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Terry said she has done nothing wrong and won't stay away as the school board asked.
Mary Sue Terry
Wednesday, July 3, 2013
Former Virginia Attorney General Mary Sue Terry is in a dispute with her local school board, which has asked her to stay off school board property and not attend meetings without prior approval.
The chairman of the Patrick County School Board wrote Friday in a letter to Terry that she “barged” into a closed meeting Thursday with a group of people “and proceeded to totally disrupt the meeting.”
Ronnie Terry, the board chairman, no relation to Mary Sue Terry, writes that because of the actions, the former attorney general is not to come onto school board property or attend board meetings “without the express prior written approval of either the chair of the school board or the superintendent.”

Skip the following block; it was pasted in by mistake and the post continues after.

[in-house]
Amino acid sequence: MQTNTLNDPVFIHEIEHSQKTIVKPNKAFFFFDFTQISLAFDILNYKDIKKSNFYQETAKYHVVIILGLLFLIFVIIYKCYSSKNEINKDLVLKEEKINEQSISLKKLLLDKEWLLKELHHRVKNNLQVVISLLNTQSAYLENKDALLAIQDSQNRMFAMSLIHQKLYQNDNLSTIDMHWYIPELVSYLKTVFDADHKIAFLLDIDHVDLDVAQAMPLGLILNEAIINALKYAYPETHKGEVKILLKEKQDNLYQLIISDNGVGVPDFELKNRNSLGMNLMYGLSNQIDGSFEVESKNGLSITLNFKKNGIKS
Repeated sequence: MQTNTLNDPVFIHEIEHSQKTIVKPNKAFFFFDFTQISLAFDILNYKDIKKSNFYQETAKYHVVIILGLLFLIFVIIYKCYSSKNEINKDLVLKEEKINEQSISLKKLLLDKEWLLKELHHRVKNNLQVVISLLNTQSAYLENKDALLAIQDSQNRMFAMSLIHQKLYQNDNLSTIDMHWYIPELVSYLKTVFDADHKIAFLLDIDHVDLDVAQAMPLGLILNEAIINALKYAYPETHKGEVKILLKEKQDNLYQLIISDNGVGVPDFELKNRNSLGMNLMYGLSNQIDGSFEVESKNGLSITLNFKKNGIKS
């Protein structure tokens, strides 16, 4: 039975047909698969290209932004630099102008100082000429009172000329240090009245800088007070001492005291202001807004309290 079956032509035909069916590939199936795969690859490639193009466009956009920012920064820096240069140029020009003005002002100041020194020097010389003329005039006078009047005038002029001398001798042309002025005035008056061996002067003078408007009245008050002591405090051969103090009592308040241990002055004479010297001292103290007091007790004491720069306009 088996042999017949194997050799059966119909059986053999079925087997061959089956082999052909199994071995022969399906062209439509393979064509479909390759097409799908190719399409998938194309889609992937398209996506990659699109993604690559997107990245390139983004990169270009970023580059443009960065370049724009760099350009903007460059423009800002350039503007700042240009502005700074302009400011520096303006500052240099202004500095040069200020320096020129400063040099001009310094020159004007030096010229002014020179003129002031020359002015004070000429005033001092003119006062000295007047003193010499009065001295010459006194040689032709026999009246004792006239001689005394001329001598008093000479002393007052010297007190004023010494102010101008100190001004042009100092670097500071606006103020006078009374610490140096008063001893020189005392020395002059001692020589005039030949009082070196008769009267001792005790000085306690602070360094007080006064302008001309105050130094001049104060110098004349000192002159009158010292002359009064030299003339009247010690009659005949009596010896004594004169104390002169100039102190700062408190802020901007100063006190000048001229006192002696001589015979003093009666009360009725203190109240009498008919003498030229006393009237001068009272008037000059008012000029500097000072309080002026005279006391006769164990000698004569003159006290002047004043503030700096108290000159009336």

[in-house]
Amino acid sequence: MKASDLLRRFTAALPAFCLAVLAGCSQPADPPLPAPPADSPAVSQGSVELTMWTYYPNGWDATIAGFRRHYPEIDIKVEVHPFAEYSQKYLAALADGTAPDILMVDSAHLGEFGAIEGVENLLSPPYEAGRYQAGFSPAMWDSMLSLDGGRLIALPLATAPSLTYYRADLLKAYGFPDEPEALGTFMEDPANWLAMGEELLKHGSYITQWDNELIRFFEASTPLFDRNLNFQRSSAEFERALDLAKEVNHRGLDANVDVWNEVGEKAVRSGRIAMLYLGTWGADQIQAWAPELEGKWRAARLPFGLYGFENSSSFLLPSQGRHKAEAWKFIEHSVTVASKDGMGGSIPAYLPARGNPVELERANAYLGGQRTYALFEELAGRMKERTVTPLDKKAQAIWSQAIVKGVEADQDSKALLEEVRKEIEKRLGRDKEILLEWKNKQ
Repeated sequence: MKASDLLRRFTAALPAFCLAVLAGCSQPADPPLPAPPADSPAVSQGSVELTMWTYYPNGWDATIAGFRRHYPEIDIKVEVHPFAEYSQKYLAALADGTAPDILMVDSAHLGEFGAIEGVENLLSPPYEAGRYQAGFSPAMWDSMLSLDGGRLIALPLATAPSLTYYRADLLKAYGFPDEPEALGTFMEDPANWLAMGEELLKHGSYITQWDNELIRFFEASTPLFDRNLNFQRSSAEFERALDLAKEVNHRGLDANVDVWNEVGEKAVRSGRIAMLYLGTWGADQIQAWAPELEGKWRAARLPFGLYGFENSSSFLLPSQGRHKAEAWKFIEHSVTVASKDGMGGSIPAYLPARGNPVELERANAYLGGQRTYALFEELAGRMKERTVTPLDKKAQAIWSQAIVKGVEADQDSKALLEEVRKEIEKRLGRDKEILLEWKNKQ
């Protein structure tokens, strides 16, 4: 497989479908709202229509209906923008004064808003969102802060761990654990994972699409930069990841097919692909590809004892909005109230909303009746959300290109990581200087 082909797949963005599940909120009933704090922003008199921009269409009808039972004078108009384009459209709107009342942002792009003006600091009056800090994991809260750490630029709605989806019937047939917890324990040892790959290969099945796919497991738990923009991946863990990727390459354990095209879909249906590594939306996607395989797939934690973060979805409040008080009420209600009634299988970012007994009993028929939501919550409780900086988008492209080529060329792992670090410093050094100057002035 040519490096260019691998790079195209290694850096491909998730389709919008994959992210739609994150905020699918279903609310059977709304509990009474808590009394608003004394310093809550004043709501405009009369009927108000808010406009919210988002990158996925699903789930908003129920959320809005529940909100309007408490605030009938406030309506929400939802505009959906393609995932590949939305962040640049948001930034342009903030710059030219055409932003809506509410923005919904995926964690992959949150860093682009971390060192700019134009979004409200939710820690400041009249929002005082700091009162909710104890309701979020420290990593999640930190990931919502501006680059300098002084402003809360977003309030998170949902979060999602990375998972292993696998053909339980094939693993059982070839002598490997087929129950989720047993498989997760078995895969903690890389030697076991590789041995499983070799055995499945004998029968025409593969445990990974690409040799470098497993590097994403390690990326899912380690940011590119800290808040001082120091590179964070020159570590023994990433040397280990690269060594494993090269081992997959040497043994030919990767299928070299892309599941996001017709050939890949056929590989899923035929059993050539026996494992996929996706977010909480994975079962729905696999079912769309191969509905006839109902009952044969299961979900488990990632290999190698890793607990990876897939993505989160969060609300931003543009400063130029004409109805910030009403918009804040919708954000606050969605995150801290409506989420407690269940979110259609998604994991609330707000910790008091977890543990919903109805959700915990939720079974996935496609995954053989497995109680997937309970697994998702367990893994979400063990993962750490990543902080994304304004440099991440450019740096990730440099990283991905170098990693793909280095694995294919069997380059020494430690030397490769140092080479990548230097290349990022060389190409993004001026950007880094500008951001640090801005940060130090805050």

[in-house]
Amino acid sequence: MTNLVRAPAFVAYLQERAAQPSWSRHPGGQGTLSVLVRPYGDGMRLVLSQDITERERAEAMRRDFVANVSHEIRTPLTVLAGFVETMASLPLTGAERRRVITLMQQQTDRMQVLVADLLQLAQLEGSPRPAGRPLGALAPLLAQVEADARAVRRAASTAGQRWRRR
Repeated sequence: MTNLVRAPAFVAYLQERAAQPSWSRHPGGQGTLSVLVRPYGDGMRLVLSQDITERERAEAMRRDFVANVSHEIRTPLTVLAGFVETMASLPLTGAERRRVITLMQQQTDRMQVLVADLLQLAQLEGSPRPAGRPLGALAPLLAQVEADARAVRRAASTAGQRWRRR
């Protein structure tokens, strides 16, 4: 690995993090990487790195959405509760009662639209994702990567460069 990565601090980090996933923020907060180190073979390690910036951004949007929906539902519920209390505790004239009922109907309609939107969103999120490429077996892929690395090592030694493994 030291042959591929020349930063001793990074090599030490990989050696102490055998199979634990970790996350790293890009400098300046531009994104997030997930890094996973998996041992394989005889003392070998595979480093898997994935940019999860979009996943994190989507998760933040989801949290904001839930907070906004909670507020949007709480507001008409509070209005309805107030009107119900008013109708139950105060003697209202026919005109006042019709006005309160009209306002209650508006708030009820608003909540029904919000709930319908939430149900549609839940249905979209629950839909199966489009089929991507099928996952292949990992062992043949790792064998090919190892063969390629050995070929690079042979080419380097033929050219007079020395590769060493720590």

“Should you come onto school property without such written approval, you will be charged with trespassing,” he writes.
Terry said in an interview Tuesday that she did nothing wrong and that the letter is retribution. She has not been charged with anything.
“The letter is pure retribution for the issues that I have raised with the school board and the superintendent,” she said. “There was nothing done at the Thursday night meeting to justify that letter.”
Terry lives on the family farm where she was raised in Patrick County, in rural Southside. Her great-great-grandparents first settled the farm after the Civil War.
She was an assistant commonwealth’s attorney in Patrick County from 1973-77 before serving in the House of Delegates from 1978 to 1985.
In 1985 Terry became the first — and remains the only — woman elected to statewide office in Virginia. She served as attorney general from 1986 to 1993, the year she was the Democratic nominee for governor, losing to Republican George Allen.
No Democrat has been elected attorney general in Virginia since Terry won a second term in 1989.
Terry has a history with the school division — she sued the Patrick County school division in 2012 in relation to the Freedom of Information Act — and says she has represented retired teachers whose contracts were terminated.
“I’m not on the most-favored list,” she said. “And I intend to continue to go to meetings and continue to participate in discussions.”
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